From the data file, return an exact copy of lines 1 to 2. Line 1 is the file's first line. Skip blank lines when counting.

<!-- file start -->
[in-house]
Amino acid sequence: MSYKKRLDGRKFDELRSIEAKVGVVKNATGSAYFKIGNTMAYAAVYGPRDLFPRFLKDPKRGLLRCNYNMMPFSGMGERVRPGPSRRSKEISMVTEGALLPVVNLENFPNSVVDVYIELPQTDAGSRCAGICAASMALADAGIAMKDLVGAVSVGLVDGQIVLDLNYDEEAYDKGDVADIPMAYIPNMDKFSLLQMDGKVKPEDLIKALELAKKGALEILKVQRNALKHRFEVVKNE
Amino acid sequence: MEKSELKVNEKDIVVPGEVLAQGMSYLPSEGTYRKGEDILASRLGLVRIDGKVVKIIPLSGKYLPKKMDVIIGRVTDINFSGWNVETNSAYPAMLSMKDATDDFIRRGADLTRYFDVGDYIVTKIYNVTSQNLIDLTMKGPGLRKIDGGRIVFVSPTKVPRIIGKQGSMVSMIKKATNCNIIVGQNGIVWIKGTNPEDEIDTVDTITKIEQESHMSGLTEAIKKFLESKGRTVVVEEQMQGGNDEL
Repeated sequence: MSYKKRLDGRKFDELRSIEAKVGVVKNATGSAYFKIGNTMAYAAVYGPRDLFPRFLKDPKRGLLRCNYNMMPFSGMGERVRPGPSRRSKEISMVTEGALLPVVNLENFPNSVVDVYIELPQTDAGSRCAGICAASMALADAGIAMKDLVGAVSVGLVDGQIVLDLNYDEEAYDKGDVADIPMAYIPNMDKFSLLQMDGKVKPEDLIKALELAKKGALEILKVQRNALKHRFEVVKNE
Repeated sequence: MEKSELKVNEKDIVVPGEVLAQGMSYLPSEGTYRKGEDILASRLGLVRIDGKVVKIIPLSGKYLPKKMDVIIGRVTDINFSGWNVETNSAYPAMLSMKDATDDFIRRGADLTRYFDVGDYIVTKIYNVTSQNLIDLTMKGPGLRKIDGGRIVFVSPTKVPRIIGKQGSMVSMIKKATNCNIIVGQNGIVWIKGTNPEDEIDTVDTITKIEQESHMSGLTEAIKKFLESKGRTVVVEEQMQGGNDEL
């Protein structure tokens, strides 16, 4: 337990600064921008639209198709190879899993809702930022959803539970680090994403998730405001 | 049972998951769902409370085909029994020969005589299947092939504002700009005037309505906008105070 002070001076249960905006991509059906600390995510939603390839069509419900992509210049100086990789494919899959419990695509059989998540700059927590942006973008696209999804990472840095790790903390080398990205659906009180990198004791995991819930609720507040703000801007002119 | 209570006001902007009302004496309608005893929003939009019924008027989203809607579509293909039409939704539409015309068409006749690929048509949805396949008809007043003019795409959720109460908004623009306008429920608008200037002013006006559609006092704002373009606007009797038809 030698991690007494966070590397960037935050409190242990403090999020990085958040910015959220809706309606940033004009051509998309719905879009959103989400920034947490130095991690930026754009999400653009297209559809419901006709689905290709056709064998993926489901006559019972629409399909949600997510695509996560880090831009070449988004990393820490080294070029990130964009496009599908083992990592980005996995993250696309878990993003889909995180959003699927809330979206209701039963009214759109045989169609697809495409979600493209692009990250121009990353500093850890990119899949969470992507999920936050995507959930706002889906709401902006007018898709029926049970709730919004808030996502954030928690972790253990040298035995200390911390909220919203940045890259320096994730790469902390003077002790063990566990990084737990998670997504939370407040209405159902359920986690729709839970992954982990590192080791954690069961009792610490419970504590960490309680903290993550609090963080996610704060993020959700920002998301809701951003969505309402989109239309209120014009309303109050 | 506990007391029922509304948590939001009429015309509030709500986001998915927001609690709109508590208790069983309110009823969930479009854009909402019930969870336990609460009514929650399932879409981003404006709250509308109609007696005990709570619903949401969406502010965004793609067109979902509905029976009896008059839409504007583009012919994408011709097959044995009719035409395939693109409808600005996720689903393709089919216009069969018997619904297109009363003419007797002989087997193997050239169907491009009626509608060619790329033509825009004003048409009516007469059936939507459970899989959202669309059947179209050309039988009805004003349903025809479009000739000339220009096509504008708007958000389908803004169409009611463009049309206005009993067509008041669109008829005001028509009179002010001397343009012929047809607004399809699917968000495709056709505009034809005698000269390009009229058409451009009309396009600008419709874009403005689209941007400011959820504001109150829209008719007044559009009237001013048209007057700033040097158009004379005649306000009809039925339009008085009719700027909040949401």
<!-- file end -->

[in-house]
Amino acid sequence: MSYKKRLDGRKFDELRSIEAKVGVVKNATGSAYFKIGNTMAYAAVYGPRDLFPRFLKDPKRGLLRCNYNMMPFSGMGERVRPGPSRRSKEISMVTEGALLPVVNLENFPNSVVDVYIELPQTDAGSRCAGICAASMALADAGIAMKDLVGAVSVGLVDGQIVLDLNYDEEAYDKGDVADIPMAYIPNMDKFSLLQMDGKVKPEDLIKALELAKKGALEILKVQRNALKHRFEVVKNE